Weekly kill: Multiple factors behind 5-10c/kg rise in northern cattle prices

Jon Condon, 01/08/2023

IT’S taken seven months, but for the first time this year, some export beef processor direct consignment grid offers have shown a 5-10c/kg uptick in prices offered this week.

Markets have shown a gradual and persistent down-trend since beef processors returned to work in January, coming off the record highs seen last year.

But most competitive export processors in Queensland this week have lifted their rates 5-10c/kg on slaughter cattle.

There’s several reasons in play, discussions with trade sources suggest:

  • Recent rain across parts of Queensland and NSW has reduced pressure to sell for some cattle producers. “For those people who received some rain, they have a bit more choice again over sale decisions,” one contact said.
  • There’s been a rash of interest from southern processor operators in procuring cattle from further north, to fill growing supply gaps at home. That’s happening both via the saleyards channel and out of the paddock. A strong contingent of large southern processors were operating at Roma this morning, pushing the market higher, and were active yesterday at Gunnedah and back at home at Wodonga (see references below). Further rain in the south has only heightened that interest.
  • Some multi-site northern processors are more current in cattle supply than they have been for some time, with forward bookings now out only a week or two in some cases.
  • The slaughter-worthy cattle numbers in saleyards offerings are particularly thin at the moment, with store types making up larger proportions of many yardings.

Several contacts are suggesting the traditional second-round musters in northern regions will be a little later this year, due to earlier weather – possibly September-October for the next big run.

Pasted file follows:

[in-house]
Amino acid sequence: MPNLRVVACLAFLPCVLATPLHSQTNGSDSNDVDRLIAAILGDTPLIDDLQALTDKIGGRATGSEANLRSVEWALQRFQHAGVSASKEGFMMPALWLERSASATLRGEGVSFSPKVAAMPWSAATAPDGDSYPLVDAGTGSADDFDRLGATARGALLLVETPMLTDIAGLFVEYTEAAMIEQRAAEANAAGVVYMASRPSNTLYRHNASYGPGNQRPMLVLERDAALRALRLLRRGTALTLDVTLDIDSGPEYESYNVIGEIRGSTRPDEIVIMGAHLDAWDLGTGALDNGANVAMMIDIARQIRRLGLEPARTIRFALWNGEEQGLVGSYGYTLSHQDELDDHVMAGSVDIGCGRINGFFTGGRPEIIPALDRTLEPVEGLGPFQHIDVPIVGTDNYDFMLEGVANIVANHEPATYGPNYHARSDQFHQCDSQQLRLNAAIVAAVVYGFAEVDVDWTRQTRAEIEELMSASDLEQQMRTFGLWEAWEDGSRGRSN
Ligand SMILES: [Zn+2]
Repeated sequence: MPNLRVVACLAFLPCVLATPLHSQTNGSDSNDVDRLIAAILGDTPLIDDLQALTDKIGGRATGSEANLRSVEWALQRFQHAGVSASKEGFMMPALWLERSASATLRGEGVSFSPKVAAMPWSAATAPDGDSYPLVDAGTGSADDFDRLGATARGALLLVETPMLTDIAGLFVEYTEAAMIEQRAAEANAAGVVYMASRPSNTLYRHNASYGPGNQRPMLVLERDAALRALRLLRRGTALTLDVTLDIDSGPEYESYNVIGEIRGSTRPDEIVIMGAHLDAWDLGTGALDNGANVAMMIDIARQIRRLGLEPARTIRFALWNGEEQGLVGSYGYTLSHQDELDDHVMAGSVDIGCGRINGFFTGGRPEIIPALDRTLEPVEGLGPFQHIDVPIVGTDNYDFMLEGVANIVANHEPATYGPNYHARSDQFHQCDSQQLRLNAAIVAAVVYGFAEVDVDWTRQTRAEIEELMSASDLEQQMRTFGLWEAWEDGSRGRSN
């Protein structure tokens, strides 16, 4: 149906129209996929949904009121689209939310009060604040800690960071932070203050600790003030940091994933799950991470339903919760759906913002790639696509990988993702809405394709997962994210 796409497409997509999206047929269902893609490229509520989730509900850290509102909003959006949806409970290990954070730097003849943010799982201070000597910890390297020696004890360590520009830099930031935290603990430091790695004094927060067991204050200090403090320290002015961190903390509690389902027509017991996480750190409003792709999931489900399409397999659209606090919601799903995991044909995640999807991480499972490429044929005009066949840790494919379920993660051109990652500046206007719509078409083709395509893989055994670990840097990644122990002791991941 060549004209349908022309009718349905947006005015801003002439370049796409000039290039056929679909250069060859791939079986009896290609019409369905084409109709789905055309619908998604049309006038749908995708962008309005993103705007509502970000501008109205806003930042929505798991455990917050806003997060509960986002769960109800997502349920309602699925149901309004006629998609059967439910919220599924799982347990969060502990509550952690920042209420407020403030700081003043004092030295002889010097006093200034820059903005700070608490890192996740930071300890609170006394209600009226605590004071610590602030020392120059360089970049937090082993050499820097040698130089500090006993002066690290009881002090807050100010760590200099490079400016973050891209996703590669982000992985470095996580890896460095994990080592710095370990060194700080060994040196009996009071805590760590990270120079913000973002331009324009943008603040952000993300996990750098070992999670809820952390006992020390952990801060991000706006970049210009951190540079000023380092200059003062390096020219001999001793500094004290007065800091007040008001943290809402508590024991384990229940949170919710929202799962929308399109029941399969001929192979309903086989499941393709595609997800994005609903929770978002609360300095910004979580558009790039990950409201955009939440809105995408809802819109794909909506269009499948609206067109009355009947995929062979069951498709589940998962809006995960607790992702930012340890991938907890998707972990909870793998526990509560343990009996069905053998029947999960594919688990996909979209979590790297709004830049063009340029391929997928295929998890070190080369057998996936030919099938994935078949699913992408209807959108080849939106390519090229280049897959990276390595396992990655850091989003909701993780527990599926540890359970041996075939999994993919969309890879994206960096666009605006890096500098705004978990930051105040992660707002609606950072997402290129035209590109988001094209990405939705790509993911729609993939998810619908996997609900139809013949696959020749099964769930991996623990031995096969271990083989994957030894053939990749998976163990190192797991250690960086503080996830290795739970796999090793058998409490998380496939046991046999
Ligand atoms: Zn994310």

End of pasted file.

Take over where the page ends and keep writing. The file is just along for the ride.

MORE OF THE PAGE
In oats growing areas, crops in some areas that have missed out on rain are now on the knife-edge, and will run out of steam unless they get relief in the next fortnight or so. That could inhibit the supply of oats-finished bullocks later in the year, particularly from October onwards.

Grids lift 5-10c

Quotes seen from large competitive processors in the concentrated southern Queensland region this morning have four-tooth grassfed export ox at 530c/kg (up 5-10c), and cows 450c (up 10c).

Processor grid offers in southern states were unchanged this monring, at around 555c/kg for grassfed four-tooth ox in South Australia and southern NSW, with cows at 450c/kg in competitive grids in both regions.

Saleyards follow suit

The same response has been seen in saleyards this week.

Gunnedah sale this morning fielded a yarding of 2150 head, with additional processor buyer support from southern Australia noted. The extra competition saw cows as much as 18c/kg (liveweight) dearer, and strong demand and dearer trends through the grown heifers and other slaughter types.

This morning Wodonga sale saw just over 1000 yarded, with the highlight being the cow market, where all types were “keenly sought in long bidding duals,” according to market reporter Leanne Dax.The better finished heavier types were 22c/kg dearer, selling from 240-292c/kg. Heavy steers gained up to 26c/kg, reaching a top of 310c/kg. Trade heifers and heifers made from 260-346c/kg.

Meat markets not responsible

None of the current price rise trend has anything to do with any signs of improvement in the export meat market, which remains in a poor state, demand wise, with lacklustre demand and product inventory building up.

Reports have circulated this week of quality loin cuts being shipped without a price, destined in some cases to be frozen down in North America to escape looming chilled ‘pack date’ issues. That’s reflective of just how tough the export beef trade into north and south Asia and North America has been over the past month or two, as consumers watch their discretionary spending.

“It’s certainly not palatable to processors to be lifting rates on slaughter cattle, while beef exports are as sick as they are,” one processing contact told Beef Central this morning.

“There’s still a glut of meat in the system, and we’re a long way yet from having it behind us,” he said.

Weekly slaughter numbers will be filed in a separate article tomorrow.





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